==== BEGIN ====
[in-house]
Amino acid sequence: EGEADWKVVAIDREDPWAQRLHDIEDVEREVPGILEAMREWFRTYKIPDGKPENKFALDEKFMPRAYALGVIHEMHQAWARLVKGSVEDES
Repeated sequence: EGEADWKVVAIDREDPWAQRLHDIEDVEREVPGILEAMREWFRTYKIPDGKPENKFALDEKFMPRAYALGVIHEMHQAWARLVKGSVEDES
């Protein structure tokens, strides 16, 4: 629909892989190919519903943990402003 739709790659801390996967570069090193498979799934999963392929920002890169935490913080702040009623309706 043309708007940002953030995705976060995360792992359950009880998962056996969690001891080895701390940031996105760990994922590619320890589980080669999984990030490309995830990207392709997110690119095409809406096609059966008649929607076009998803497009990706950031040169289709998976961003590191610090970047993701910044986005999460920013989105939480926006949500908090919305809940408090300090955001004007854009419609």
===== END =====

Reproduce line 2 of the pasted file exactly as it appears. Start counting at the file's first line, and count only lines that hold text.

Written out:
Amino acid sequence: EGEADWKVVAIDREDPWAQRLHDIEDVEREVPGILEAMREWFRTYKIPDGKPENKFALDEKFMPRAYALGVIHEMHQAWARLVKGSVEDES